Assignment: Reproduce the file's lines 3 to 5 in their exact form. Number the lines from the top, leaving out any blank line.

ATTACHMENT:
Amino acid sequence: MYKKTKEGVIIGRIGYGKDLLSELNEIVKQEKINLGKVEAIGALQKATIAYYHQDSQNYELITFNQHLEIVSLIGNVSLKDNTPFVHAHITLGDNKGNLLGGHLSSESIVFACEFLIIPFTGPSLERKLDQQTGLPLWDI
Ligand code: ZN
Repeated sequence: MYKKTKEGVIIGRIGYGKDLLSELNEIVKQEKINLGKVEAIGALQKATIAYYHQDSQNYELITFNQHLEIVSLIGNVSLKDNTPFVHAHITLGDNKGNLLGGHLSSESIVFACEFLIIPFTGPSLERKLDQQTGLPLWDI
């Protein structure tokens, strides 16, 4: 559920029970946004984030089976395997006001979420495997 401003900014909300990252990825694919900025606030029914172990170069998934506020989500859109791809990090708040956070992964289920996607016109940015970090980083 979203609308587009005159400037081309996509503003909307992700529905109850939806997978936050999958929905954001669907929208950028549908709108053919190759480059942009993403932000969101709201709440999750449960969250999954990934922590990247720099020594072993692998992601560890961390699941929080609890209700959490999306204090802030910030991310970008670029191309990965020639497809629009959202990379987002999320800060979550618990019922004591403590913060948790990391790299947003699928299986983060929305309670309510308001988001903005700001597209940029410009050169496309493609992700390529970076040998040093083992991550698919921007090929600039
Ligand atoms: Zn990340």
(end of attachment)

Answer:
Repeated sequence: MYKKTKEGVIIGRIGYGKDLLSELNEIVKQEKINLGKVEAIGALQKATIAYYHQDSQNYELITFNQHLEIVSLIGNVSLKDNTPFVHAHITLGDNKGNLLGGHLSSESIVFACEFLIIPFTGPSLERKLDQQTGLPLWDI
């Protein structure tokens, strides 16, 4: 559920029970946004984030089976395997006001979420495997 401003900014909300990252990825694919900025606030029914172990170069998934506020989500859109791809990090708040956070992964289920996607016109940015970090980083 979203609308587009005159400037081309996509503003909307992700529905109850939806997978936050999958929905954001669907929208950028549908709108053919190759480059942009993403932000969101709201709440999750449960969250999954990934922590990247720099020594072993692998992601560890961390699941929080609890209700959490999306204090802030910030991310970008670029191309990965020639497809629009959202990379987002999320800060979550618990019922004591403590913060948790990391790299947003699928299986983060929305309670309510308001988001903005700001597209940029410009050169496309493609992700390529970076040998040093083992991550698919921007090929600039
Ligand atoms: Zn990340």